Put yourself in your son's shoes. Throughout all the recent years of his life, he has been spending six hours a day in a place where all the emphasis is on doing things which he doesn't do well. Perhaps there has been homework on top of that, plus his parents' (completely understandable) additional attempts to fix the problems plaguing him at school by working with him at home.
Although people at school may have paid lip service to the idea of a well-rounded education, the reality is that they don't care very much about whether he can tell you all about dinosaurs, or climb high, or make up excellent songs, or nurture animals, or build a snug den. At school, none of that matters much. Teachers' priorities are that he should be able to read fluently, produce quick neat handwriting, and do arithmetic.
No doubt they focus on these subjects with the best of intentions, and not solely because they themselves are being assessed on how well they can get kids to jump through those particular hoops. Teachers know that a child who isn't very good at the "three R's" will have more and more trouble keeping up in most other subjects and displaying his understanding so he can get good marks. But good intentions don't alter the fact that such an environment has felt soul-destroying for him.
Outside of school it is a different story. You don't have to hyper-focus on these few subjects. You can look at the whole child and all the skills he needs in life. You can educate him through other methods besides making him read books, and check his understanding in other ways besides making him write essays. He doesn't have to be defined by school-style academic performance, and see himself as a failure.
Once he's free of all that, his confidence will return. Why wouldn't it? There are bound to be many things he loves and which he is good at. All his wonderful talents, which have been undervalued at school, are being eclipsed in his mind by the huge shadow of the things he can't do. He'll see them again when that obstruction, failure-at-school, is lifted.
I want to tell you about my second child, who is the same age as yours. She has learning difficulties. I'd venture to guess that her academic skills are considerably less advanced than your son's. She doesn't know that. It doesn't have to matter how she compares to other children of her age. She doesn't sit in a classroom alongside other kids of her age, trying to do what they are doing (or being given separate, easier work, or "extra help" from a TA). She doesn't observe every day that her best efforts don't meet the teacher's expectations.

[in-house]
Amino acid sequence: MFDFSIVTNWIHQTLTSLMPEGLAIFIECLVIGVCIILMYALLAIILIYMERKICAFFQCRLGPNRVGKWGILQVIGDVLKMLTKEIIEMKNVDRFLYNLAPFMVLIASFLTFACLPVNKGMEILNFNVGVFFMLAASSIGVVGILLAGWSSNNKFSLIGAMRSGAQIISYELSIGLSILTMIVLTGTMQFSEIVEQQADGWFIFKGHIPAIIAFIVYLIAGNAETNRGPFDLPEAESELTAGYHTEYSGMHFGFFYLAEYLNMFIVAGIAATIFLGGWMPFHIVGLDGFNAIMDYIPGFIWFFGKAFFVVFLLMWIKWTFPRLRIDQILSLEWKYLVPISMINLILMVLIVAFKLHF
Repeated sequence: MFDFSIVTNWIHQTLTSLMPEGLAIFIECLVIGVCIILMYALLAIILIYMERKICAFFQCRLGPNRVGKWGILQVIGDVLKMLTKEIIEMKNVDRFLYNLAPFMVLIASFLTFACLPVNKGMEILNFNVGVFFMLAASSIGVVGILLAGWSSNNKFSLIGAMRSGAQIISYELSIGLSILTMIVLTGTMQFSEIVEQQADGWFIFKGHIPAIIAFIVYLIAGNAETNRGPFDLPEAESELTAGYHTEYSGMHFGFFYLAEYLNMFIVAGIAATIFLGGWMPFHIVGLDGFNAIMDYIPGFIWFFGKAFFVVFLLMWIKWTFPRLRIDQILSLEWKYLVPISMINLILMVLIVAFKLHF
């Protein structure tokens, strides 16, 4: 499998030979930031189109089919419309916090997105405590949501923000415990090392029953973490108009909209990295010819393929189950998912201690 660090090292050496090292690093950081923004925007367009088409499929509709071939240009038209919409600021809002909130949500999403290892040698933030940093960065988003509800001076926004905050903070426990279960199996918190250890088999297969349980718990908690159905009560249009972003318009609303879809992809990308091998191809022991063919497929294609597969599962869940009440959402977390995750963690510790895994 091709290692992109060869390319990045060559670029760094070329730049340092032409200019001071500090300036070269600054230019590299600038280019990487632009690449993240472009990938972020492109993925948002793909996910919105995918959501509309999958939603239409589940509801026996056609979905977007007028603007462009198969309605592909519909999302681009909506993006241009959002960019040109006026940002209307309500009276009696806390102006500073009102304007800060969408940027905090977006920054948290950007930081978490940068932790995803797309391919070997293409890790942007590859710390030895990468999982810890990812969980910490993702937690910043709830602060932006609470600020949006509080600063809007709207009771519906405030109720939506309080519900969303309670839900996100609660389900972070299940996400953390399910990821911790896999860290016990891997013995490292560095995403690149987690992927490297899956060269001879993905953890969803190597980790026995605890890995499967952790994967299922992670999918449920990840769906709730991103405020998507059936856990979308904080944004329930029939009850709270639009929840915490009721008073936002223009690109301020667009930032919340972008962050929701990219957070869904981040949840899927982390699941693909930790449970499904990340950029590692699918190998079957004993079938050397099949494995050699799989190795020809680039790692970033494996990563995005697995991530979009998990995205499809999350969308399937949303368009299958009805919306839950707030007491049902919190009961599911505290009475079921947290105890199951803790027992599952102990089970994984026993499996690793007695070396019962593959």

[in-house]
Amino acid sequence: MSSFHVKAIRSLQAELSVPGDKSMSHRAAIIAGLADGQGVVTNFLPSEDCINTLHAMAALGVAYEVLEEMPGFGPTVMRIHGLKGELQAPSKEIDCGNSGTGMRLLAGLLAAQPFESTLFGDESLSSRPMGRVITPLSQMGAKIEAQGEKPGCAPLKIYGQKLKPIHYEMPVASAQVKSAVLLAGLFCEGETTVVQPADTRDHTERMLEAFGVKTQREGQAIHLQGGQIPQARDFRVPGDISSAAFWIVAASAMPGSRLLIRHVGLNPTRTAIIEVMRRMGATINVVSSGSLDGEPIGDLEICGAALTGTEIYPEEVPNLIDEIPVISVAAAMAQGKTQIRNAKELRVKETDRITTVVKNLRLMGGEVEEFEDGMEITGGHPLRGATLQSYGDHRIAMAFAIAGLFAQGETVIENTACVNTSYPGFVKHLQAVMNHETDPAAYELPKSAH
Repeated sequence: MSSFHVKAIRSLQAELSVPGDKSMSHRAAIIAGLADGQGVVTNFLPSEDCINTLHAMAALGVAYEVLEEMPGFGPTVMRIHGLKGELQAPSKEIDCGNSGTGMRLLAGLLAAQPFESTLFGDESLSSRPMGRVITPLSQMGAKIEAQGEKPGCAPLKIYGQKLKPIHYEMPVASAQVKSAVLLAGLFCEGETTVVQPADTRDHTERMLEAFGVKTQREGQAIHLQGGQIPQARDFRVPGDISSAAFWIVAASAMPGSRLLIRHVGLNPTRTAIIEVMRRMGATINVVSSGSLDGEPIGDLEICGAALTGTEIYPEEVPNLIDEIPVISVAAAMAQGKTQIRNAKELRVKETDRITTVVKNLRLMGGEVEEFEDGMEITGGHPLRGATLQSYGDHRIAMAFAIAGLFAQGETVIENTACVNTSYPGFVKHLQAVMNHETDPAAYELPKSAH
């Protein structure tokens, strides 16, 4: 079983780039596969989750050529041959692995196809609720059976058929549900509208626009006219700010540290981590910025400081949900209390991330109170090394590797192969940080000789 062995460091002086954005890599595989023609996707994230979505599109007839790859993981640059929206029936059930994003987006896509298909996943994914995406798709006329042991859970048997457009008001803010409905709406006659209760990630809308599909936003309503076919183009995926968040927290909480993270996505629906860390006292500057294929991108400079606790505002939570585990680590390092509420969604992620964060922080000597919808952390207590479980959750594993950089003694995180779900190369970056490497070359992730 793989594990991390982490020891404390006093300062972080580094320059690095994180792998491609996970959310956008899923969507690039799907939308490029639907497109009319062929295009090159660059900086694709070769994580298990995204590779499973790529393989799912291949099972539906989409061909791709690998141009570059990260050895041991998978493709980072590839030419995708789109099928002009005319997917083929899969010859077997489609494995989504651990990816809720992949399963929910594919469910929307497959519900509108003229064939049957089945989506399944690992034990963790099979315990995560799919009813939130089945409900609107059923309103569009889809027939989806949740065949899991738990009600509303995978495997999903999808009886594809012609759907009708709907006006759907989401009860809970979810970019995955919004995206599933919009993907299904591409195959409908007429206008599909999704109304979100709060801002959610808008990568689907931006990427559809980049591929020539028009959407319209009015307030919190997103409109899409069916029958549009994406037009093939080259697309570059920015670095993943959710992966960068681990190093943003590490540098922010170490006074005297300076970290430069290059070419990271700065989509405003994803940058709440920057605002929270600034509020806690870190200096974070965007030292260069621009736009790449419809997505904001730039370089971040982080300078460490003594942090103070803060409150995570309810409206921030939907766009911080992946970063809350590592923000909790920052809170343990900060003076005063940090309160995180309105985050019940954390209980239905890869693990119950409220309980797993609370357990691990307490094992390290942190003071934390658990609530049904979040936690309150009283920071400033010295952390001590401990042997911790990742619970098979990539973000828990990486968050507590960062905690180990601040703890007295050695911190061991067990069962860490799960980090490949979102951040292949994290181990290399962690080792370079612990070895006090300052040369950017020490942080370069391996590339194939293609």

She just learns whatever she's ready to learn, when the time is right.
She is happy. She is confident. She sometimes describes herself as "clever" because people admire her ingenious Lego inventions and the intricate dolls' accessories she fashions out of bits of rubbish. She can't read yet - she will - but that inability doesn't define her in her own eyes or anyone else's. She hasn't spent a big chunk of her life in a place which values reading above inventing.
There are many reasons I home educate. For this particular child, self esteem is top of the list.
Thanks so much for your posts Saracen!
You are right I think I just need to relax about it!
i have focuses a lot on reading and writing with him. This last few months I have backed off because the tears and upsets were just too much. This has meant being called in to the school and accused of "not helping" because I haven't forced him to do his homework each day.
I will take your advice of not forcing anything for a few months. he is really interested in minecraft and roblox and he really enjoys cooking so perhaps we can just spend some time doing those things together.
I know it sounds silly but I feel like I am going to get into trouble for NOT forcing him to do handwriting practice or phonics cards. Like someone is going to knock at he door and demand to test him
Your daughter sounds fantastic I hope that my son will have such a positive experience of bein at home